Here are some snippets of garden and herb lore for you to enjoy during National Garden Week.

A Bit of Garden Lore: Never thank someone for giving you a plant (or even a cutting from a plant) as it is thought to bring bad luck in growing that plant. It is suggested that the giver should turn their backs which allows the recipient to basically “steal” the plant.

Herb Lore is fun to explore as we grow an herb garden – either an outdoor garden or even pots on a windowsill. If outside, be sure it’s convenient to run grab a cutting when you are cooking…unless you are better at preparing ahead of time than I am. Herbs are fun to grow and to cook with, but they are really ancient and have for centuries had particular beliefs and lore associated with them. Many are used for medicinal purposes, but one should always be careful – just because something is natural does not mean it cannot have some side effects – especially if mixed with traditional medicines. Always check with your doctors before trying any herb for medicinal reasons. Photo by Jade Seok on Unsplash

If you like to grow herbs, you might enjoy some of the lore that surrounds them:

Nettle: Possibly because it is so very nutritious, this herb is often associated with healing or protection. It supplies protein, calcium, vitamins C & A, magnesium and is high in iron. Superstitions dictated that if eaten in May you would be healthy all year. Nettle leaves can be stirred or crushed, fermented, and used as a fertilizer in the garden. In ancient times it was mixed with eight other herbs in the “Nine Herb Charm” to treat illnesses. The herbs in the charm were Nettle, Chamomile, Thyme, Plantain, Mugwort, Crabapple, Lamb’s Crest, Betony (some believe it was Cockspur), and Fennel. It is said that this “charm” goes back as far as the 10th Century.

Rosemary is a symbol of remembrance and often placed on graves or a sprig in a coffin. It is believed that inhaling Rosemary increases cognitive functions. If you insert this herb in a bouquet (or gift) you are giving to someone, it is thought to bring good luck and that they will remember the friendship. It can be used in closets to deter moths.

Sage: This is a fascinating herb. When mixed with Thyme, Lavender and Rosemary in a vinegar base, this herb was used as a defense against the plague. Smudging with Sage is said to cleanse the house or room and free it of bad spirits or negativity. There is a specific way to smudge so read up on this if you decide to do it.

Bay Laurel (Bay Leaves) keep evil from the home. You will often find it grown in containers, shaped as topiary, and placed on each side of the entrance to homes. This holds true today although they probably use them at the entrance because they are just really pretty and they do hold their shapes nicely.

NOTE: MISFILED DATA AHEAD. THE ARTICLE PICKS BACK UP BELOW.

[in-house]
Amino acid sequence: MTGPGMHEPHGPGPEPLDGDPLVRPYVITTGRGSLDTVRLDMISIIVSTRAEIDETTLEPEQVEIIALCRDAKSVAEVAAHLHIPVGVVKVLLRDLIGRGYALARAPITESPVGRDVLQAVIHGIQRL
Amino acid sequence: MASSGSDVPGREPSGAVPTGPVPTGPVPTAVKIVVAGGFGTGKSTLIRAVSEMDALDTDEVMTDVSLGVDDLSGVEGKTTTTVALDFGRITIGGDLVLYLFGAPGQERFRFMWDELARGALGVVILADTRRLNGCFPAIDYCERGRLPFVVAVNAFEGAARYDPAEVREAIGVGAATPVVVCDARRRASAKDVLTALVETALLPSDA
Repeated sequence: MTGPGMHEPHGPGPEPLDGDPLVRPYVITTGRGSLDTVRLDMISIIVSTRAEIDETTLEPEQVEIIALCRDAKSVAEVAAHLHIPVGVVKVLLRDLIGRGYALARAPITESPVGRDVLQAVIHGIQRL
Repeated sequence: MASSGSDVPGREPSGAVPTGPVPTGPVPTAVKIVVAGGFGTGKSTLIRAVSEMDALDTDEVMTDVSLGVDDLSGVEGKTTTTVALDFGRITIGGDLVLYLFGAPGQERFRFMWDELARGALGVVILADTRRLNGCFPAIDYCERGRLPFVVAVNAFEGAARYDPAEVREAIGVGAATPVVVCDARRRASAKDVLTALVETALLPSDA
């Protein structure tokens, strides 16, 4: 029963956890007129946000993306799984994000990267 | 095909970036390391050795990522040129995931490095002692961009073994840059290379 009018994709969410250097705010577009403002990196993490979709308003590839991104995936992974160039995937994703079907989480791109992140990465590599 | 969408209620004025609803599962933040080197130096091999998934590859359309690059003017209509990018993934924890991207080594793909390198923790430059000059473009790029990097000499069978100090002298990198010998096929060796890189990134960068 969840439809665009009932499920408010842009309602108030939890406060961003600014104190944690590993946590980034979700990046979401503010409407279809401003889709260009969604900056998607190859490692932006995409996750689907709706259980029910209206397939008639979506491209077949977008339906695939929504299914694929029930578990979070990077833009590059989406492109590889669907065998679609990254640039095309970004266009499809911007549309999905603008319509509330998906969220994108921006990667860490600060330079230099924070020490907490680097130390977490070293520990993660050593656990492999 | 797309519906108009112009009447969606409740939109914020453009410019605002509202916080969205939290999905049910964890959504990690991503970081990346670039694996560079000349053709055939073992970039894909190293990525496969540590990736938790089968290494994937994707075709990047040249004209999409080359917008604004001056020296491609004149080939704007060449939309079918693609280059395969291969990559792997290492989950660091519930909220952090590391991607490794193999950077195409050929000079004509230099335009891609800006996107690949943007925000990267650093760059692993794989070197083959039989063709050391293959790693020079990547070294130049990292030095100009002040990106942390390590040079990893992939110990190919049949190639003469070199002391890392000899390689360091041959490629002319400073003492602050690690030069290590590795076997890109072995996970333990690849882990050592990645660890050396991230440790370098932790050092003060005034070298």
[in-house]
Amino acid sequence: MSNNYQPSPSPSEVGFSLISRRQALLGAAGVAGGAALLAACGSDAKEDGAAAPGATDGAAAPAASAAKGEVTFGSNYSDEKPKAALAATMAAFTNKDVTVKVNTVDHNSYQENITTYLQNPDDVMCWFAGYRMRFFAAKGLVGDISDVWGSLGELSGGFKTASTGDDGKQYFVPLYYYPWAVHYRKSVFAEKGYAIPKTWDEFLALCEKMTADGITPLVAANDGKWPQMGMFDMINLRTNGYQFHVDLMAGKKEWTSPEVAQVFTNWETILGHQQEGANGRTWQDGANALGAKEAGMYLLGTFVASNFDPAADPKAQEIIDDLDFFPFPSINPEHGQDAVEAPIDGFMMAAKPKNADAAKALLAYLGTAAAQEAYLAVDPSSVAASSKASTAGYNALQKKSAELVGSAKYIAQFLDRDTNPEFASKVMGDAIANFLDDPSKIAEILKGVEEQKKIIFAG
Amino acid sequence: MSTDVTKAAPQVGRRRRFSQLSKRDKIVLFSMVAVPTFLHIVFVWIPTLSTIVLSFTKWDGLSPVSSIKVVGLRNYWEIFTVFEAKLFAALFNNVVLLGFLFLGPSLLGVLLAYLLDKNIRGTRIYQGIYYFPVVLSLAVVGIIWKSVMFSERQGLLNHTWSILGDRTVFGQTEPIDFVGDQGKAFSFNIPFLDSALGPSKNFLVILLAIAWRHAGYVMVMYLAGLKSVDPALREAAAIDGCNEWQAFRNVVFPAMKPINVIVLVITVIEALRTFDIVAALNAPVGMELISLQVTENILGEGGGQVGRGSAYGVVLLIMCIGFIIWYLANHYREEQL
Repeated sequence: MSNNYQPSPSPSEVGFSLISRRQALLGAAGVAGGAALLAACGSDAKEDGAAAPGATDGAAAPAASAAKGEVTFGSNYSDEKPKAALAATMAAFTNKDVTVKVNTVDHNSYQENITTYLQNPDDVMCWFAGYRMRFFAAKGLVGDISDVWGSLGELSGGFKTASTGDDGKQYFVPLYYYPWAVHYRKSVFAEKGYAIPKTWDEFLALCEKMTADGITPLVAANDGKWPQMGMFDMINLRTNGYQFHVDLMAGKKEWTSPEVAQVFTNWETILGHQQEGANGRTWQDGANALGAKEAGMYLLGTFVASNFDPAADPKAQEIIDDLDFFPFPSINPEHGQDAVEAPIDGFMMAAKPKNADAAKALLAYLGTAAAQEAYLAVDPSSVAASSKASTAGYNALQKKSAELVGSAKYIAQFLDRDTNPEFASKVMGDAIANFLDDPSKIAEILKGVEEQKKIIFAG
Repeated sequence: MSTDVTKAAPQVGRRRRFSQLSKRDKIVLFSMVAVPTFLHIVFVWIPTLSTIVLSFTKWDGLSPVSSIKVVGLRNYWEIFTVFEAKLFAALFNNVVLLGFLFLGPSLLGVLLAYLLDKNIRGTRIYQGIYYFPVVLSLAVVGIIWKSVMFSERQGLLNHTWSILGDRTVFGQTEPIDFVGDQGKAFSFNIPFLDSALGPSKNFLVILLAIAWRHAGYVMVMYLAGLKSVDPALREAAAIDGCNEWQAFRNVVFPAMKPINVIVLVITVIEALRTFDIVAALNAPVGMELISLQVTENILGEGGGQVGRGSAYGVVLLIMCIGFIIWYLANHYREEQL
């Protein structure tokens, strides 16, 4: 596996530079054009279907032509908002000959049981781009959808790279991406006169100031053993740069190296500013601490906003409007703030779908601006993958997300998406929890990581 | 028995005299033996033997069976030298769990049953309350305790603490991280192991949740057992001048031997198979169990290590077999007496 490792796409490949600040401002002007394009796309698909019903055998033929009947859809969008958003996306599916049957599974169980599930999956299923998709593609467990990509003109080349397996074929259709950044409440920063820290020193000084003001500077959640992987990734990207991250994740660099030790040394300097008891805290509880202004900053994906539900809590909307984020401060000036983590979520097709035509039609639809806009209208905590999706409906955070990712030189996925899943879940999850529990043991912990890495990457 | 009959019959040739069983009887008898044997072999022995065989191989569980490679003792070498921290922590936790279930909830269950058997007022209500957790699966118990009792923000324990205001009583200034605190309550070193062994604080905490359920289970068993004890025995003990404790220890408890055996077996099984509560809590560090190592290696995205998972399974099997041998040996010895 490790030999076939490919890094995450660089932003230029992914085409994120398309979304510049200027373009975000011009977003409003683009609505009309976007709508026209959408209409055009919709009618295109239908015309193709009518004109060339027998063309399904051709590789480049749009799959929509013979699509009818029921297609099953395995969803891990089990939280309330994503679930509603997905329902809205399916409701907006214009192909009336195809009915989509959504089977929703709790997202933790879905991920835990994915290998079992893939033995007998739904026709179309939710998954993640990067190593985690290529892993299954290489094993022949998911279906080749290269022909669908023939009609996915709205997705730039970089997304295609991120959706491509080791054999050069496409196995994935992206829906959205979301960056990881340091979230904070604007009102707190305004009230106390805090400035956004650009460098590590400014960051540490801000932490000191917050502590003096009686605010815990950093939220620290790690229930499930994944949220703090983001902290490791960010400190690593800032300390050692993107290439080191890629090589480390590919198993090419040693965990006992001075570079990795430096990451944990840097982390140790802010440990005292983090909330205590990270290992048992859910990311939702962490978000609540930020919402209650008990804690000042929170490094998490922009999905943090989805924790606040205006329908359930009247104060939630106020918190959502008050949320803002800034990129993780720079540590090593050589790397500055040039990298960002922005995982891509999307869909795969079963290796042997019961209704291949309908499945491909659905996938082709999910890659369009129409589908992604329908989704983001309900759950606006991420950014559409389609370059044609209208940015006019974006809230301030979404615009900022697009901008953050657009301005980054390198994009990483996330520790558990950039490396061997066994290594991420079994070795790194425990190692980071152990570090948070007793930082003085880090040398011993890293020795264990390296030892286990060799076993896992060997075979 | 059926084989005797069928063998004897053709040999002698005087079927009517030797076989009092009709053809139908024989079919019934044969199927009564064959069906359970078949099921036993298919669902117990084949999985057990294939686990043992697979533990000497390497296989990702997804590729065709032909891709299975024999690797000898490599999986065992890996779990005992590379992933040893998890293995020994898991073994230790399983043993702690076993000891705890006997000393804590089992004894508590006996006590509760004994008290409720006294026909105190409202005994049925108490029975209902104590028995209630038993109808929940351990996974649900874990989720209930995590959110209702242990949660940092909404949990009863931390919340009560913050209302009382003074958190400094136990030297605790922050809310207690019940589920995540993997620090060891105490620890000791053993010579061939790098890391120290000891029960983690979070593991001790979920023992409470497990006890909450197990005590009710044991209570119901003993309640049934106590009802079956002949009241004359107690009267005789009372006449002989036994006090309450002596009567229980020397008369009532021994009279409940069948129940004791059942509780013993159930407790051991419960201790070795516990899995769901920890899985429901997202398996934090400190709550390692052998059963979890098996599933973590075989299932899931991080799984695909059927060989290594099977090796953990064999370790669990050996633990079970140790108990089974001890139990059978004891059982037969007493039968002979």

Lavender is cherished for its aroma and said to induce calm and to help lull one to sleep. If Lavender is grown in a garden it is said to bring good luck. Because of the wonderful fragrance, this herb has been popular for an exceptionally long time. In early Egypt, it was used in in embalming and the mummification process. Even today it is used in soaps, shampoos, teas, cooking, and many other ways. Lavender really is a beautiful herb to grow and to use.

Chives were hung in doorways to ward off evil spirits and disease. Chives were also used in fortune telling. Today planting chives in the garden is said to help ward off pests.

Herbs and potions were often associated with witchcraft, but it was said that Dill would keep the witches away.

Sprigs of Fennel deter flies and when placed in keyholes it is believed to keep ghosts away. Fennel is said to aid in digestion and helps control the appetite.

Thyme comes from the Greek language and means “to fumigate or smoke.” It is often used in incense burners today as well as through the ages. It has a nice fragrance to it, and its blooms are known to attract bees. Since bees were often thought to carry messages to the fairies in some cultures, the legend grew that fairies lived in thyme patches. When thyme was burned or its oil applied to the body, it was believed to give one courage. Young women often sent thyme with their warriors going to battle. It has also been used as an antiseptic.

It’s fascinating to study garden and herb lore. The study opens a window into gardening in history. The featured image for this post is by Bonnie Kittle on Unsplash.